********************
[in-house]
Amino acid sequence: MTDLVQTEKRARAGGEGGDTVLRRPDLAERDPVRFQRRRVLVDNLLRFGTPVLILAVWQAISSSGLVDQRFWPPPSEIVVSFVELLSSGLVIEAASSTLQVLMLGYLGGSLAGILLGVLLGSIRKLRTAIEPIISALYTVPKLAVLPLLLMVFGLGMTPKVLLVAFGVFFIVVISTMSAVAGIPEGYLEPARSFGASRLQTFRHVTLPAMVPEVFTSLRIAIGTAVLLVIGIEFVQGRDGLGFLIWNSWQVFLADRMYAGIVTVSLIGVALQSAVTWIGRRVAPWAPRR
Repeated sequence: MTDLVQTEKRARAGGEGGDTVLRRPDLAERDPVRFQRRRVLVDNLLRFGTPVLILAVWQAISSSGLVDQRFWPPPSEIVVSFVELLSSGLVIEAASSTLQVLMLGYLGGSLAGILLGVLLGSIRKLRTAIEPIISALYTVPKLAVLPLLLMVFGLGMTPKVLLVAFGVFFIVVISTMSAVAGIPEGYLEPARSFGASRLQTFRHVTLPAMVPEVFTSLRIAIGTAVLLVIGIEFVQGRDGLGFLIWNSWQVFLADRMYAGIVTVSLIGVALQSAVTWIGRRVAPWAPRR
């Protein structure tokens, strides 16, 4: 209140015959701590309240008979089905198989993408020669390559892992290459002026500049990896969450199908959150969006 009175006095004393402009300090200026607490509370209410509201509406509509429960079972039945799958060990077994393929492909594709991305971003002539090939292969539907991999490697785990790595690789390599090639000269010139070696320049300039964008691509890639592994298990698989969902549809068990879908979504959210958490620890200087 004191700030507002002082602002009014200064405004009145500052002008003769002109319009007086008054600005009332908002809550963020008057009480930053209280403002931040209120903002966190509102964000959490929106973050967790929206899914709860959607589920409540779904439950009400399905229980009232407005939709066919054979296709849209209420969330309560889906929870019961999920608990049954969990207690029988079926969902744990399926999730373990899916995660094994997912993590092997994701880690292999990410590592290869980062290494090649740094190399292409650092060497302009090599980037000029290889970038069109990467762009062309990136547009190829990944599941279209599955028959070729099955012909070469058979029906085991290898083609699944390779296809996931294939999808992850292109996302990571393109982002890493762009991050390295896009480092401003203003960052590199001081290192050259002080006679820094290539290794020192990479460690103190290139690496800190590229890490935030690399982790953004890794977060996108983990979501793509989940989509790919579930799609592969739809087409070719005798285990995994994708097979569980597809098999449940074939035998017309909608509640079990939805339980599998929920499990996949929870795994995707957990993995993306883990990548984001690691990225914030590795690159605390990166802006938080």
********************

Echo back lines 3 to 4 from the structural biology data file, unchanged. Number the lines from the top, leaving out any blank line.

Repeated sequence: MTDLVQTEKRARAGGEGGDTVLRRPDLAERDPVRFQRRRVLVDNLLRFGTPVLILAVWQAISSSGLVDQRFWPPPSEIVVSFVELLSSGLVIEAASSTLQVLMLGYLGGSLAGILLGVLLGSIRKLRTAIEPIISALYTVPKLAVLPLLLMVFGLGMTPKVLLVAFGVFFIVVISTMSAVAGIPEGYLEPARSFGASRLQTFRHVTLPAMVPEVFTSLRIAIGTAVLLVIGIEFVQGRDGLGFLIWNSWQVFLADRMYAGIVTVSLIGVALQSAVTWIGRRVAPWAPRR
């Protein structure tokens, strides 16, 4: 209140015959701590309240008979089905198989993408020669390559892992290459002026500049990896969450199908959150969006 009175006095004393402009300090200026607490509370209410509201509406509509429960079972039945799958060990077994393929492909594709991305971003002539090939292969539907991999490697785990790595690789390599090639000269010139070696320049300039964008691509890639592994298990698989969902549809068990879908979504959210958490620890200087 004191700030507002002082602002009014200064405004009145500052002008003769002109319009007086008054600005009332908002809550963020008057009480930053209280403002931040209120903002966190509102964000959490929106973050967790929206899914709860959607589920409540779904439950009400399905229980009232407005939709066919054979296709849209209420969330309560889906929870019961999920608990049954969990207690029988079926969902744990399926999730373990899916995660094994997912993590092997994701880690292999990410590592290869980062290494090649740094190399292409650092060497302009090599980037000029290889970038069109990467762009062309990136547009190829990944599941279209599955028959070729099955012909070469058979029906085991290898083609699944390779296809996931294939999808992850292109996302990571393109982002890493762009991050390295896009480092401003203003960052590199001081290192050259002080006679820094290539290794020192990479460690103190290139690496800190590229890490935030690399982790953004890794977060996108983990979501793509989940989509790919579930799609592969739809087409070719005798285990995994994708097979569980597809098999449940074939035998017309909608509640079990939805339980599998929920499990996949929870795994995707957990993995993306883990990548984001690691990225914030590795690159605390990166802006938080």